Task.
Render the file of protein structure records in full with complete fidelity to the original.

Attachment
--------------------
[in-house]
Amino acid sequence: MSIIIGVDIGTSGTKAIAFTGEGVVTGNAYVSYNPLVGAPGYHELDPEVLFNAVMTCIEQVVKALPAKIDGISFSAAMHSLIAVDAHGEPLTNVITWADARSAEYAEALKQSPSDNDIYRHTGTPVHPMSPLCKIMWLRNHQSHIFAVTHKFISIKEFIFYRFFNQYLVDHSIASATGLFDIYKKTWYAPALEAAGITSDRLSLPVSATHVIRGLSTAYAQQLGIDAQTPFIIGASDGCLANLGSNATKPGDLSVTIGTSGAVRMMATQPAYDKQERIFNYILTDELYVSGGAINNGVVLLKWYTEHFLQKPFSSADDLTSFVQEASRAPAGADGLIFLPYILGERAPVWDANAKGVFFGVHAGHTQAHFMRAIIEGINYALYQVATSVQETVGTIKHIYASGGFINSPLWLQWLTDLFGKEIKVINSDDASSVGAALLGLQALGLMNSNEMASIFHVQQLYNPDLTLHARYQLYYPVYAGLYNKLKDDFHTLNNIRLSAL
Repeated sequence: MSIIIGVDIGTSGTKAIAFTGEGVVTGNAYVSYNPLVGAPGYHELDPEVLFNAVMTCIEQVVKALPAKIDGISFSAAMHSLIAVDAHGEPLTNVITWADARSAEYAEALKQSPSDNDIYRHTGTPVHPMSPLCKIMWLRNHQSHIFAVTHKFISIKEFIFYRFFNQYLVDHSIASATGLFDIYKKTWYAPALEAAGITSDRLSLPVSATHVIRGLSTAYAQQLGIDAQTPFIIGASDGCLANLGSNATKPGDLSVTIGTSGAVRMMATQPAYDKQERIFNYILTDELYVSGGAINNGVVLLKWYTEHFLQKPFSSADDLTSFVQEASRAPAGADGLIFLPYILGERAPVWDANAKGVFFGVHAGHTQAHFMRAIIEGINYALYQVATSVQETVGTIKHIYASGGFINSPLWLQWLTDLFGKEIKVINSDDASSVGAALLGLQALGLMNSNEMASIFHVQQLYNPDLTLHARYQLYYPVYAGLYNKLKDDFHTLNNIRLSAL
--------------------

[in-house]
Amino acid sequence: MSIIIGVDIGTSGTKAIAFTGEGVVTGNAYVSYNPLVGAPGYHELDPEVLFNAVMTCIEQVVKALPAKIDGISFSAAMHSLIAVDAHGEPLTNVITWADARSAEYAEALKQSPSDNDIYRHTGTPVHPMSPLCKIMWLRNHQSHIFAVTHKFISIKEFIFYRFFNQYLVDHSIASATGLFDIYKKTWYAPALEAAGITSDRLSLPVSATHVIRGLSTAYAQQLGIDAQTPFIIGASDGCLANLGSNATKPGDLSVTIGTSGAVRMMATQPAYDKQERIFNYILTDELYVSGGAINNGVVLLKWYTEHFLQKPFSSADDLTSFVQEASRAPAGADGLIFLPYILGERAPVWDANAKGVFFGVHAGHTQAHFMRAIIEGINYALYQVATSVQETVGTIKHIYASGGFINSPLWLQWLTDLFGKEIKVINSDDASSVGAALLGLQALGLMNSNEMASIFHVQQLYNPDLTLHARYQLYYPVYAGLYNKLKDDFHTLNNIRLSAL
Repeated sequence: MSIIIGVDIGTSGTKAIAFTGEGVVTGNAYVSYNPLVGAPGYHELDPEVLFNAVMTCIEQVVKALPAKIDGISFSAAMHSLIAVDAHGEPLTNVITWADARSAEYAEALKQSPSDNDIYRHTGTPVHPMSPLCKIMWLRNHQSHIFAVTHKFISIKEFIFYRFFNQYLVDHSIASATGLFDIYKKTWYAPALEAAGITSDRLSLPVSATHVIRGLSTAYAQQLGIDAQTPFIIGASDGCLANLGSNATKPGDLSVTIGTSGAVRMMATQPAYDKQERIFNYILTDELYVSGGAINNGVVLLKWYTEHFLQKPFSSADDLTSFVQEASRAPAGADGLIFLPYILGERAPVWDANAKGVFFGVHAGHTQAHFMRAIIEGINYALYQVATSVQETVGTIKHIYASGGFINSPLWLQWLTDLFGKEIKVINSDDASSVGAALLGLQALGLMNSNEMASIFHVQQLYNPDLTLHARYQLYYPVYAGLYNKLKDDFHTLNNIRLSAL